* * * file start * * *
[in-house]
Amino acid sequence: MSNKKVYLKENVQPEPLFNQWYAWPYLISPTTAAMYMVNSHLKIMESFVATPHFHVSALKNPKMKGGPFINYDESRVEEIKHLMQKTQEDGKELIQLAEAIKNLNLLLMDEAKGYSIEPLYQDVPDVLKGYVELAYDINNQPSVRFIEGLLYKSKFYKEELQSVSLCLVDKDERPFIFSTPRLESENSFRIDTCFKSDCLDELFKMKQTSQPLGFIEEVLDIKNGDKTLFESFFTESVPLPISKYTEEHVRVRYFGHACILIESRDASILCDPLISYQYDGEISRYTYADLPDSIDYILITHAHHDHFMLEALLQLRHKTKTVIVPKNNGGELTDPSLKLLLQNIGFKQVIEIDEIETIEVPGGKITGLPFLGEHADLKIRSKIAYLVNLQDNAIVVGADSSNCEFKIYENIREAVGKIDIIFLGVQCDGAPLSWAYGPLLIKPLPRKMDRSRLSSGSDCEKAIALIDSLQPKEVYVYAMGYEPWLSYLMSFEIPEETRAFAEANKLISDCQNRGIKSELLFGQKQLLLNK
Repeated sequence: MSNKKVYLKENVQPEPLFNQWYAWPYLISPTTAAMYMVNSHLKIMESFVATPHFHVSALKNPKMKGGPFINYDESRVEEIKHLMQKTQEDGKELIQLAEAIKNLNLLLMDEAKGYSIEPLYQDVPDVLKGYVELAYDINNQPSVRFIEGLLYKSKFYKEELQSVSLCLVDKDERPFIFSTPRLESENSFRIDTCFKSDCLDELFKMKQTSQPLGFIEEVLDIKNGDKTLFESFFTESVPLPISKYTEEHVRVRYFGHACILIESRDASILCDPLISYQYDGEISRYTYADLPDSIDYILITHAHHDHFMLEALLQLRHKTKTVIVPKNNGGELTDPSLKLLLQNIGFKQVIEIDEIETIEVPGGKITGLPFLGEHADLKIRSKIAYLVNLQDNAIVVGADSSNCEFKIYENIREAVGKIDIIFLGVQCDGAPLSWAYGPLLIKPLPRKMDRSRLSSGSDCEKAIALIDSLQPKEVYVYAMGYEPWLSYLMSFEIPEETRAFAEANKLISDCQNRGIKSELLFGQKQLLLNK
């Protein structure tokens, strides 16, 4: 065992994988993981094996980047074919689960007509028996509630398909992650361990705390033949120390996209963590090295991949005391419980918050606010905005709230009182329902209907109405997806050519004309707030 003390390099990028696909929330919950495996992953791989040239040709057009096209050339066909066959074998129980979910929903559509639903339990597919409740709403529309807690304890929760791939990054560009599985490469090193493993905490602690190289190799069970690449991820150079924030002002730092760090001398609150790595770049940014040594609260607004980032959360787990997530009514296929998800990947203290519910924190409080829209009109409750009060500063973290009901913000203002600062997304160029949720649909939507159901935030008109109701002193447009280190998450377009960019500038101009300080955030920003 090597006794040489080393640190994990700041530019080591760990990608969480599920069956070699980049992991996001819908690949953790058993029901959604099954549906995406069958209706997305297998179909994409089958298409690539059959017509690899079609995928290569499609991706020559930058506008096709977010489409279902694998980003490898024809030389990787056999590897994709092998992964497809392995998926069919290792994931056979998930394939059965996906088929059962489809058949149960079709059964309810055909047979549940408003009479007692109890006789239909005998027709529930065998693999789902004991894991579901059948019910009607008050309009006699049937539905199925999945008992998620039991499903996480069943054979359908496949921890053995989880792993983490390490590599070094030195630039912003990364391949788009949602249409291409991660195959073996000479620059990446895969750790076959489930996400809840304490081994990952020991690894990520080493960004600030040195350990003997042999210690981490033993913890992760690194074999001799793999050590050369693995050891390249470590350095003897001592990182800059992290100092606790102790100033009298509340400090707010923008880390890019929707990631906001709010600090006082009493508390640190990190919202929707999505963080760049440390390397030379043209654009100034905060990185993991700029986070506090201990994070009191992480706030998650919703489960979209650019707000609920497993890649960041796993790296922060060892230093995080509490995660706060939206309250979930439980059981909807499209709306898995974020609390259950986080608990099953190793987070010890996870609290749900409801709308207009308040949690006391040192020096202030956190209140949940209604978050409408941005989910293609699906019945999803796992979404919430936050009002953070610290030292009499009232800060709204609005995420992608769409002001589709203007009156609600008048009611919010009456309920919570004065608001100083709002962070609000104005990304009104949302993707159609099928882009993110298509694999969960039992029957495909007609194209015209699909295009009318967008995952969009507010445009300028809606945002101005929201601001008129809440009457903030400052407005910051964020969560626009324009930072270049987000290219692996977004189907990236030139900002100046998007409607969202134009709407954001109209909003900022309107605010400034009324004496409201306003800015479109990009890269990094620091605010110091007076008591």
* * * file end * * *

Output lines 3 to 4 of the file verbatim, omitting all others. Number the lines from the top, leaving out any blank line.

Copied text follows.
Repeated sequence: MSNKKVYLKENVQPEPLFNQWYAWPYLISPTTAAMYMVNSHLKIMESFVATPHFHVSALKNPKMKGGPFINYDESRVEEIKHLMQKTQEDGKELIQLAEAIKNLNLLLMDEAKGYSIEPLYQDVPDVLKGYVELAYDINNQPSVRFIEGLLYKSKFYKEELQSVSLCLVDKDERPFIFSTPRLESENSFRIDTCFKSDCLDELFKMKQTSQPLGFIEEVLDIKNGDKTLFESFFTESVPLPISKYTEEHVRVRYFGHACILIESRDASILCDPLISYQYDGEISRYTYADLPDSIDYILITHAHHDHFMLEALLQLRHKTKTVIVPKNNGGELTDPSLKLLLQNIGFKQVIEIDEIETIEVPGGKITGLPFLGEHADLKIRSKIAYLVNLQDNAIVVGADSSNCEFKIYENIREAVGKIDIIFLGVQCDGAPLSWAYGPLLIKPLPRKMDRSRLSSGSDCEKAIALIDSLQPKEVYVYAMGYEPWLSYLMSFEIPEETRAFAEANKLISDCQNRGIKSELLFGQKQLLLNK
């Protein structure tokens, strides 16, 4: 065992994988993981094996980047074919689960007509028996509630398909992650361990705390033949120390996209963590090295991949005391419980918050606010905005709230009182329902209907109405997806050519004309707030 003390390099990028696909929330919950495996992953791989040239040709057009096209050339066909066959074998129980979910929903559509639903339990597919409740709403529309807690304890929760791939990054560009599985490469090193493993905490602690190289190799069970690449991820150079924030002002730092760090001398609150790595770049940014040594609260607004980032959360787990997530009514296929998800990947203290519910924190409080829209009109409750009060500063973290009901913000203002600062997304160029949720649909939507159901935030008109109701002193447009280190998450377009960019500038101009300080955030920003 090597006794040489080393640190994990700041530019080591760990990608969480599920069956070699980049992991996001819908690949953790058993029901959604099954549906995406069958209706997305297998179909994409089958298409690539059959017509690899079609995928290569499609991706020559930058506008096709977010489409279902694998980003490898024809030389990787056999590897994709092998992964497809392995998926069919290792994931056979998930394939059965996906088929059962489809058949149960079709059964309810055909047979549940408003009479007692109890006789239909005998027709529930065998693999789902004991894991579901059948019910009607008050309009006699049937539905199925999945008992998620039991499903996480069943054979359908496949921890053995989880792993983490390490590599070094030195630039912003990364391949788009949602249409291409991660195959073996000479620059990446895969750790076959489930996400809840304490081994990952020991690894990520080493960004600030040195350990003997042999210690981490033993913890992760690194074999001799793999050590050369693995050891390249470590350095003897001592990182800059992290100092606790102790100033009298509340400090707010923008880390890019929707990631906001709010600090006082009493508390640190990190919202929707999505963080760049440390390397030379043209654009100034905060990185993991700029986070506090201990994070009191992480706030998650919703489960979209650019707000609920497993890649960041796993790296922060060892230093995080509490995660706060939206309250979930439980059981909807499209709306898995974020609390259950986080608990099953190793987070010890996870609290749900409801709308207009308040949690006391040192020096202030956190209140949940209604978050409408941005989910293609699906019945999803796992979404919430936050009002953070610290030292009499009232800060709204609005995420992608769409002001589709203007009156609600008048009611919010009456309920919570004065608001100083709002962070609000104005990304009104949302993707159609099928882009993110298509694999969960039992029957495909007609194209015209699909295009009318967008995952969009507010445009300028809606945002101005929201601001008129809440009457903030400052407005910051964020969560626009324009930072270049987000290219692996977004189907990236030139900002100046998007409607969202134009709407954001109209909003900022309107605010400034009324004496409201306003800015479109990009890269990094620091605010110091007076008591």